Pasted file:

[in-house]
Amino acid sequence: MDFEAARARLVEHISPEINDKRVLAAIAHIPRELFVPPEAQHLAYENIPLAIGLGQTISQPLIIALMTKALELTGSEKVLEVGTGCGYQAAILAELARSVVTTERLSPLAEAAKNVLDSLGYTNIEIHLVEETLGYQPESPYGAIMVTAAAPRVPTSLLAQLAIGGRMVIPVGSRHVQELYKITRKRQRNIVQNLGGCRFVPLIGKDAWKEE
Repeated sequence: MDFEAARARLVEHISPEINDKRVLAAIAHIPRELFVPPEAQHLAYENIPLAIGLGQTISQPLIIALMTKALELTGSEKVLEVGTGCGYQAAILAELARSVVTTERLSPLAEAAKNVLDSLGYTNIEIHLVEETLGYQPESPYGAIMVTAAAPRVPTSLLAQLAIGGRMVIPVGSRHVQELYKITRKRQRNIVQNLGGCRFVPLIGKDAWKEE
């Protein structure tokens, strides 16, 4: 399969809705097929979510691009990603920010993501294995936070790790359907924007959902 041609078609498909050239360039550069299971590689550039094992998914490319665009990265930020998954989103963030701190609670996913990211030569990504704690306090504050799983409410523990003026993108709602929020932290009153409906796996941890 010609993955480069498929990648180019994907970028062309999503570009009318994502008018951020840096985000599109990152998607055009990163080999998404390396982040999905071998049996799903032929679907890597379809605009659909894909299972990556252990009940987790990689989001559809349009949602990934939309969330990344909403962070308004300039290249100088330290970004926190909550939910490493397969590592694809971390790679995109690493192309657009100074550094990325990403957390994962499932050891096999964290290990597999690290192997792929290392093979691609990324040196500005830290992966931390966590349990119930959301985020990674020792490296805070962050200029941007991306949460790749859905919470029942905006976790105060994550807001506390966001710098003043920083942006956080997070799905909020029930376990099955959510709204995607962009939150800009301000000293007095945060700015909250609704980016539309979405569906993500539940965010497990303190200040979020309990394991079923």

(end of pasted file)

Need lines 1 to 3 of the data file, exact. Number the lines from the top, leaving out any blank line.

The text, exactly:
[in-house]
Amino acid sequence: MDFEAARARLVEHISPEINDKRVLAAIAHIPRELFVPPEAQHLAYENIPLAIGLGQTISQPLIIALMTKALELTGSEKVLEVGTGCGYQAAILAELARSVVTTERLSPLAEAAKNVLDSLGYTNIEIHLVEETLGYQPESPYGAIMVTAAAPRVPTSLLAQLAIGGRMVIPVGSRHVQELYKITRKRQRNIVQNLGGCRFVPLIGKDAWKEE
Repeated sequence: MDFEAARARLVEHISPEINDKRVLAAIAHIPRELFVPPEAQHLAYENIPLAIGLGQTISQPLIIALMTKALELTGSEKVLEVGTGCGYQAAILAELARSVVTTERLSPLAEAAKNVLDSLGYTNIEIHLVEETLGYQPESPYGAIMVTAAAPRVPTSLLAQLAIGGRMVIPVGSRHVQELYKITRKRQRNIVQNLGGCRFVPLIGKDAWKEE